Moving on to women's health, tampon brand Tampax had a significantly more recognizable logo than pad company Always, despite another study finding that women are about equally likely to use tampons as pads. Meanwhile, Diva Cup — a newer concept to the menstrual market — received zero recognition.
Women weren’t the only ones able to identify female product brands, though: Over half of men (62%) correctly identified the Tampax logo. However, this brand name is very similar to the product it sells. As for skincare products, women recognized those logos substantially better than men as well.
When given the Centrum brand name and prompted to draw the logo, the iconic rainbow line came through for many of our respondents. That line’s placement, though, seemed to stump many.
People had a much harder time with Centrum’s competitor, Nature Made. Many remembered the leaf motif but struggled with where to place it. The Crest logo’s simplicity seemed to make it one of the easiest to draw.
Lastly, we wanted to look at how national healthcare service providers were able to make their mark in the minds of customers and patients.
Walgreens was the most recognized pharmacy and had the most recognized logo as well. With nearly 9,000 U.S. Walgreens stores in 2023, it’s no wonder the cup with the “W” was so easy to identify.
American Family Care (AFC) had the most recognizable logo among the national hospitals and clinics.
Digital businesses seemed elusive to the older respondents. While no Baby Boomers were able to identify Calm or BetterHelp, around a quarter of Gen Z could. This may have less to do with logo design and more with the fact that Gen Z is likelier to pursue mental health treatment than Baby Boomers. Gen Z is also more likely to pursue medical help online and telehealth.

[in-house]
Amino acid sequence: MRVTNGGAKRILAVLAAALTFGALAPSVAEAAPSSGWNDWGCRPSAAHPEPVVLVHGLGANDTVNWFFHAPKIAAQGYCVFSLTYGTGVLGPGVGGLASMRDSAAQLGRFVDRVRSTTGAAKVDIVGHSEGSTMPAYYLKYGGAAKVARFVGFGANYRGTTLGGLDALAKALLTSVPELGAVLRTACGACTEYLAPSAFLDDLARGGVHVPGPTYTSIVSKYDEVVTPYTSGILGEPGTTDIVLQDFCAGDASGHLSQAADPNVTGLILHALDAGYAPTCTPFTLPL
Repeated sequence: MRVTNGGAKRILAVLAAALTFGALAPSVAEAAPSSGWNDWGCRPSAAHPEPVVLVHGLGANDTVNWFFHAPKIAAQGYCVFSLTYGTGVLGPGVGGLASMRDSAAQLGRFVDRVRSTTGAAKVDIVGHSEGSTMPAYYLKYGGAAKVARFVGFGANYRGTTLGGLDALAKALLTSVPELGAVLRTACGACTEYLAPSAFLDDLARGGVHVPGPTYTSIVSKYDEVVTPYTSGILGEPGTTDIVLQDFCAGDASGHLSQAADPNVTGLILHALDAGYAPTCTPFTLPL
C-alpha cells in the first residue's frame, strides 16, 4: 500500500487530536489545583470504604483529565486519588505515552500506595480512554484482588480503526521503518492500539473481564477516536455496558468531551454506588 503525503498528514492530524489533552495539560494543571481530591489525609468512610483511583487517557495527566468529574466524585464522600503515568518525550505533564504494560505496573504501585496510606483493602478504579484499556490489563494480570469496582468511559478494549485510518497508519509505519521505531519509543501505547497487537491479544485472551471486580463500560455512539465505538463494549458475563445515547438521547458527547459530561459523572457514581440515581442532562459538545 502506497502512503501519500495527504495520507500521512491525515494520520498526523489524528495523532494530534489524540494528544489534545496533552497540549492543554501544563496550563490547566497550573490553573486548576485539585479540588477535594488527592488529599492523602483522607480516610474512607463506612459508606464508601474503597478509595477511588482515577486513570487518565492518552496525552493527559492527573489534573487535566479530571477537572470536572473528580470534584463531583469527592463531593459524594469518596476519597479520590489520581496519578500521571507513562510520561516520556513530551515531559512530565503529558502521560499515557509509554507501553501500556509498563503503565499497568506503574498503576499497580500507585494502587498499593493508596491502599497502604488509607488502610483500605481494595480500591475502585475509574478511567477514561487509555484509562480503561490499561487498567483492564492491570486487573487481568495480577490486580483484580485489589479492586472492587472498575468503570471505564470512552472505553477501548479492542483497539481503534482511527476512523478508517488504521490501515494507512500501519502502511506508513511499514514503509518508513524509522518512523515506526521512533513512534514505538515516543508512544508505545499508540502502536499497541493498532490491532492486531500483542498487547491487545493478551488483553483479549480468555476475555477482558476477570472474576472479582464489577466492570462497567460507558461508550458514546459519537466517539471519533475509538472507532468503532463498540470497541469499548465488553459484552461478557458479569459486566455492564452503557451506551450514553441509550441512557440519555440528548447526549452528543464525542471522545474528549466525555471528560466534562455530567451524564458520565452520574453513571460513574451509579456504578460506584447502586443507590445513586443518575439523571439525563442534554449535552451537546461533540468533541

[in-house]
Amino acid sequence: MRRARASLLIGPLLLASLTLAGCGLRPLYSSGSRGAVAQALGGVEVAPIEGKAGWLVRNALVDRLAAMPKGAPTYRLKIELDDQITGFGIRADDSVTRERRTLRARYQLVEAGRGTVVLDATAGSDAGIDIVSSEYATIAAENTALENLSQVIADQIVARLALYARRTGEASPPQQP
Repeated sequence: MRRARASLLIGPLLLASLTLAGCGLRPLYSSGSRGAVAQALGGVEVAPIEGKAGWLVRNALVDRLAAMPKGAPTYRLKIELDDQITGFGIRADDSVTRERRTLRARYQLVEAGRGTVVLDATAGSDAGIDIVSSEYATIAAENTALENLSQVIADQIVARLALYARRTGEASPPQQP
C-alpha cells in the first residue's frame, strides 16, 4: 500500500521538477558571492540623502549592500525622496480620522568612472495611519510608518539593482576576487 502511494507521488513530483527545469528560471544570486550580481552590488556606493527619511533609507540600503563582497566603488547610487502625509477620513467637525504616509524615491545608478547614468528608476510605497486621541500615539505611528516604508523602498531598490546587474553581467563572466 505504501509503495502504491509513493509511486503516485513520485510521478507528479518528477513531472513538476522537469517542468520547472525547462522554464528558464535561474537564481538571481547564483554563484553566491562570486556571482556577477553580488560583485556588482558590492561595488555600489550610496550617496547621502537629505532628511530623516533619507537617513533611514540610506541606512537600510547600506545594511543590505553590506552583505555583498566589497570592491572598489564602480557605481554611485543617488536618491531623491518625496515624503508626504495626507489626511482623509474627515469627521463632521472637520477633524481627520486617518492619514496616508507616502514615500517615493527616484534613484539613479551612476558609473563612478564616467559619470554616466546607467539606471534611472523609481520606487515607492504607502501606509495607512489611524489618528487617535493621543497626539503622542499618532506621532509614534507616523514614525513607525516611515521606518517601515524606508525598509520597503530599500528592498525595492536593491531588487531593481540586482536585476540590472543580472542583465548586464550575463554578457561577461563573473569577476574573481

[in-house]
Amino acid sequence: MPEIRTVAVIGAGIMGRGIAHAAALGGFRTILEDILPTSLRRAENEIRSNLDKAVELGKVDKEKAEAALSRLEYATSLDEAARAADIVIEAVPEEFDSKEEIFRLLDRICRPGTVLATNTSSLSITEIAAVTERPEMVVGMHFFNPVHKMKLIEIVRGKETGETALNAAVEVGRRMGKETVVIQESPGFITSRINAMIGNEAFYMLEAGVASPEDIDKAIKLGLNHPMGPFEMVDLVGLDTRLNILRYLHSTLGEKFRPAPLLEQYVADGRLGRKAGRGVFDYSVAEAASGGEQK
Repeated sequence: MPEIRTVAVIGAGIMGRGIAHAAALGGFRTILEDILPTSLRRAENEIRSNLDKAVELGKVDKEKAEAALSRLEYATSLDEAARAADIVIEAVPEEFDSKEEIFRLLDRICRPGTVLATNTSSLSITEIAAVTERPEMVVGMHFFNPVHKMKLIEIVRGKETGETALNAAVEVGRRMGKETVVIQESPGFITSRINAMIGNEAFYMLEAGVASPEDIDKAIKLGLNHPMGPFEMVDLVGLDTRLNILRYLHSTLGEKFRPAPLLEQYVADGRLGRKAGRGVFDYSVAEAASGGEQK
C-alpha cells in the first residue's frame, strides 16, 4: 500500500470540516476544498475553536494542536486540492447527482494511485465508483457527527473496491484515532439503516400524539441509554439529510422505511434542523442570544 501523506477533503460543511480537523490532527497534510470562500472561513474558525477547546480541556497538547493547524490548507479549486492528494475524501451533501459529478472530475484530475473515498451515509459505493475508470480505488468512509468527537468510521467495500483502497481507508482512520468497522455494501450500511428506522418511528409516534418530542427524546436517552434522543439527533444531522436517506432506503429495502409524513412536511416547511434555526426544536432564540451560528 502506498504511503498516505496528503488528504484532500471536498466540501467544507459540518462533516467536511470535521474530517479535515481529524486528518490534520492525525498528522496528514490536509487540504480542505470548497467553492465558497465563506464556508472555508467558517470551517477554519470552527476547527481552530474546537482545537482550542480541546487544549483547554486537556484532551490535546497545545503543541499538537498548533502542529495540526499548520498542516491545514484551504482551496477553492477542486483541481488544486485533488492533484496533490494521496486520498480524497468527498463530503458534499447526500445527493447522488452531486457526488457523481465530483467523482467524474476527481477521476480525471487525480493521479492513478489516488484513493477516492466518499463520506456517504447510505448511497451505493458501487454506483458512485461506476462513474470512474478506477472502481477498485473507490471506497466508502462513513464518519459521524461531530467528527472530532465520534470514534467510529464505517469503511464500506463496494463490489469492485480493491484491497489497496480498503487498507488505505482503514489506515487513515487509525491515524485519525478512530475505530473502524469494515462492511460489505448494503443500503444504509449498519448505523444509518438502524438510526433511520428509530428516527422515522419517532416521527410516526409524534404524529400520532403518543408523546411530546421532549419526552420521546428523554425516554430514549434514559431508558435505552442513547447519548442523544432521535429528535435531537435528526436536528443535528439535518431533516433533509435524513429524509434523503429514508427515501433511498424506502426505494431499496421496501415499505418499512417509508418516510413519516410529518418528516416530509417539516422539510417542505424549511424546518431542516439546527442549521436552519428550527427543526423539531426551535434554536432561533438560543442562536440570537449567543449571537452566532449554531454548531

Asking respondents to draw the Rite Aid logo showed us that old branding dies hard. The following depictions were the final results of our study.
In late 2020, Rite Aid rebranded and moved away from its red and blue logo to a more intricate blue, white, and green design. But more than three years later, it appears their new look has yet to catch on with the general public. A majority of our respondents still associated Rite Aid with their simpler red and blue logo. Considering Walgreens’ simple logo was the most remembered logo of all, maybe Rite Aid should have stuck with the old design.
Branding for the healthcare market
Walgreens stood out as the most recognized logo, appealing broadly across genders and generations. As for logo memorability, Allegra’s unique purple logo may distinguish it in the allergy medication market, while Pepto Bismol’s memorable pink could set it apart in digestive health. Bayer and Rite Aid both changed their logos and color schemes over the years, and it may not be a coincidence that many people still associate them with their old branding. These findings illustrate the importance of distinctive, memorable branding in the competitive healthcare market.
We surveyed 1,005 Americans about their ability to recognize healthcare brands. Respondents were presented with an image of the logo with the brand name obscured, as well as the category the brand was in. Among our respondents, 11% were Baby Boomers, 24% were Gen X, 53% were Millennials, and 12% were Gen Z. Regarding gender, 52% were women, 47% were men, and 1% were nonbinary or nonconforming.
Additionally, we asked 111 respondents to draw six healthcare logos from memory using sketch.io/sketchpad and send us their drawings.
In 2021, with a combined mission to unlock better healthcare, Kareo and PatientPop joined forces to form Tebra — a complete practice automation solution for independent healthcare providers. With an all-in-one, purpose-built platform to drive practice success and modernize every step of the patient journey. To learn more about how Tebra is committed to improving patients’ and providers’ success and well-being, visit www.tebra.com.
Fair use statement
Interested in testing your friends on healthcare brand knowledge? Feel free to share our study; we just ask that you do so for non-commercial purposes and link back to this page.